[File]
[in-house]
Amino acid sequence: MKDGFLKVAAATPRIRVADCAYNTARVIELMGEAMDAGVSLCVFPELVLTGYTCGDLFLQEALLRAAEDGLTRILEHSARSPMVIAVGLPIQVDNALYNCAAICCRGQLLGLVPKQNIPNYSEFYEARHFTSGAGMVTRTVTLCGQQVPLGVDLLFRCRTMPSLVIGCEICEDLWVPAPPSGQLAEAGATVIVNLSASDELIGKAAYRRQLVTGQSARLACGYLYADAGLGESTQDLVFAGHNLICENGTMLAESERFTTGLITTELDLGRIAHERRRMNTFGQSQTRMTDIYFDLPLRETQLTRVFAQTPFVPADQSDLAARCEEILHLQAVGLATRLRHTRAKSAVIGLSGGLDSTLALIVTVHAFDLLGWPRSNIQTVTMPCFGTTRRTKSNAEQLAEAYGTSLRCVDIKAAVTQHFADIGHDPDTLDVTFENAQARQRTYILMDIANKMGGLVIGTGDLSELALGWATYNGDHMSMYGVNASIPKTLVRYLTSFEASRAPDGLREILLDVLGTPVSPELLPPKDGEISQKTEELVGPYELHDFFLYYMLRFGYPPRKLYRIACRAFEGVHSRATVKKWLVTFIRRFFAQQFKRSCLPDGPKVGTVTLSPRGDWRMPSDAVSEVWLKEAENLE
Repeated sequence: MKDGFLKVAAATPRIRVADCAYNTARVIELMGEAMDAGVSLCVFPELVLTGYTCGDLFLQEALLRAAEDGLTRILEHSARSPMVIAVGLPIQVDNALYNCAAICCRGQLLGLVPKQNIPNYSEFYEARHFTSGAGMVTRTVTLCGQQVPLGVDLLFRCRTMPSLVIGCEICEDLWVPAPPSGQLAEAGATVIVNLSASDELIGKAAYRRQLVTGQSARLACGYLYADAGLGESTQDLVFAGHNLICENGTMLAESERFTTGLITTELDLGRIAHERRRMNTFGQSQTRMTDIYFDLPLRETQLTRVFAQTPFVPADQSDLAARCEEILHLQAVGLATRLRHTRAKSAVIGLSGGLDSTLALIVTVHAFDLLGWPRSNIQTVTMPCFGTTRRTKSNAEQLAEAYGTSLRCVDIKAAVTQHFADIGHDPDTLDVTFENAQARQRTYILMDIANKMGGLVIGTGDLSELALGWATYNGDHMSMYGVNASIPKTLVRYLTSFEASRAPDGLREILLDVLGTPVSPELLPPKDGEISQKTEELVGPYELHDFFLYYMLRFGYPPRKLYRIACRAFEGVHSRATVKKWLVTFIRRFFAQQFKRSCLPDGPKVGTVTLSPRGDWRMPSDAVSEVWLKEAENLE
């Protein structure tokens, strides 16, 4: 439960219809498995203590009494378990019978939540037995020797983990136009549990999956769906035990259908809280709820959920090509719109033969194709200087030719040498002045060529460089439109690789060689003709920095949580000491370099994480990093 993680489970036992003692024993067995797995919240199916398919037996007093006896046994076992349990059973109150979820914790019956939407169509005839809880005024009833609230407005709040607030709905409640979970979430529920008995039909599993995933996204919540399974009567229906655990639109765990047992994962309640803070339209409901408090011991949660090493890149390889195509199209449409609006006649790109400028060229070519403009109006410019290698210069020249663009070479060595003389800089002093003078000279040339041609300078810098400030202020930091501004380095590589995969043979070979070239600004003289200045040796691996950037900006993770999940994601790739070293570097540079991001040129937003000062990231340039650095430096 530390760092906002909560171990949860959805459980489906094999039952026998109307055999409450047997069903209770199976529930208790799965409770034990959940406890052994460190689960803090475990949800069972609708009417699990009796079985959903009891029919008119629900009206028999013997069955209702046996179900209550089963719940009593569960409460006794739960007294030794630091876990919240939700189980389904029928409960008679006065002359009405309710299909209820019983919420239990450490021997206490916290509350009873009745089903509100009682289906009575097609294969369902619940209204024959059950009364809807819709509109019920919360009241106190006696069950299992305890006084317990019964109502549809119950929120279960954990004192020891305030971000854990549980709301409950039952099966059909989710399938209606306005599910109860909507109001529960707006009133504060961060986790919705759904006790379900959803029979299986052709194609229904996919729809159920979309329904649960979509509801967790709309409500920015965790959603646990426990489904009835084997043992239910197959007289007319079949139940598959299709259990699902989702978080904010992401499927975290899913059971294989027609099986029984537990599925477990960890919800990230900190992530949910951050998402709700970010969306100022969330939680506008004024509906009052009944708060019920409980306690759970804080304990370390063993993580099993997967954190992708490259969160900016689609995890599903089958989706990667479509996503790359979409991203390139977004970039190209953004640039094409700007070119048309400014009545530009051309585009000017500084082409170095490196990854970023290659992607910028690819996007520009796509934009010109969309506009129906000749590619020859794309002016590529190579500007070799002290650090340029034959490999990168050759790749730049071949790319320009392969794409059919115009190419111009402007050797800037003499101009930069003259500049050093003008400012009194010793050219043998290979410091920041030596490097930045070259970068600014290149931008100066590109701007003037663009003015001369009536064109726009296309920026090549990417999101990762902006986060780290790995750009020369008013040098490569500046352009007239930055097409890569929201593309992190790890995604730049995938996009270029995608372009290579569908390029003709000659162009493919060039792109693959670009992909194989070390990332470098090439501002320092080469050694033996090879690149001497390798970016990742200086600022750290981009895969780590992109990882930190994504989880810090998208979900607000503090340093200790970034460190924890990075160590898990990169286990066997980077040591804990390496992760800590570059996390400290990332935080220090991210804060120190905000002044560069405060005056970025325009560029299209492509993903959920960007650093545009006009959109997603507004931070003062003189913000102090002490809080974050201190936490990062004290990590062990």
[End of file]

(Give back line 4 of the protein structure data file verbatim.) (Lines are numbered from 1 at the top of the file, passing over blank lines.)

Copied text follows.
């Protein structure tokens, strides 16, 4: 439960219809498995203590009494378990019978939540037995020797983990136009549990999956769906035990259908809280709820959920090509719109033969194709200087030719040498002045060529460089439109690789060689003709920095949580000491370099994480990093 993680489970036992003692024993067995797995919240199916398919037996007093006896046994076992349990059973109150979820914790019956939407169509005839809880005024009833609230407005709040607030709905409640979970979430529920008995039909599993995933996204919540399974009567229906655990639109765990047992994962309640803070339209409901408090011991949660090493890149390889195509199209449409609006006649790109400028060229070519403009109006410019290698210069020249663009070479060595003389800089002093003078000279040339041609300078810098400030202020930091501004380095590589995969043979070979070239600004003289200045040796691996950037900006993770999940994601790739070293570097540079991001040129937003000062990231340039650095430096 530390760092906002909560171990949860959805459980489906094999039952026998109307055999409450047997069903209770199976529930208790799965409770034990959940406890052994460190689960803090475990949800069972609708009417699990009796079985959903009891029919008119629900009206028999013997069955209702046996179900209550089963719940009593569960409460006794739960007294030794630091876990919240939700189980389904029928409960008679006065002359009405309710299909209820019983919420239990450490021997206490916290509350009873009745089903509100009682289906009575097609294969369902619940209204024959059950009364809807819709509109019920919360009241106190006696069950299992305890006084317990019964109502549809119950929120279960954990004192020891305030971000854990549980709301409950039952099966059909989710399938209606306005599910109860909507109001529960707006009133504060961060986790919705759904006790379900959803029979299986052709194609229904996919729809159920979309329904649960979509509801967790709309409500920015965790959603646990426990489904009835084997043992239910197959007289007319079949139940598959299709259990699902989702978080904010992401499927975290899913059971294989027609099986029984537990599925477990960890919800990230900190992530949910951050998402709700970010969306100022969330939680506008004024509906009052009944708060019920409980306690759970804080304990370390063993993580099993997967954190992708490259969160900016689609995890599903089958989706990667479509996503790359979409991203390139977004970039190209953004640039094409700007070119048309400014009545530009051309585009000017500084082409170095490196990854970023290659992607910028690819996007520009796509934009010109969309506009129906000749590619020859794309002016590529190579500007070799002290650090340029034959490999990168050759790749730049071949790319320009392969794409059919115009190419111009402007050797800037003499101009930069003259500049050093003008400012009194010793050219043998290979410091920041030596490097930045070259970068600014290149931008100066590109701007003037663009003015001369009536064109726009296309920026090549990417999101990762902006986060780290790995750009020369008013040098490569500046352009007239930055097409890569929201593309992190790890995604730049995938996009270029995608372009290579569908390029003709000659162009493919060039792109693959670009992909194989070390990332470098090439501002320092080469050694033996090879690149001497390798970016990742200086600022750290981009895969780590992109990882930190994504989880810090998208979900607000503090340093200790970034460190924890990075160590898990990169286990066997980077040591804990390496992760800590570059996390400290990332935080220090991210804060120190905000002044560069405060005056970025325009560029299209492509993903959920960007650093545009006009959109997603507004931070003062003189913000102090002490809080974050201190936490990062004290990590062990």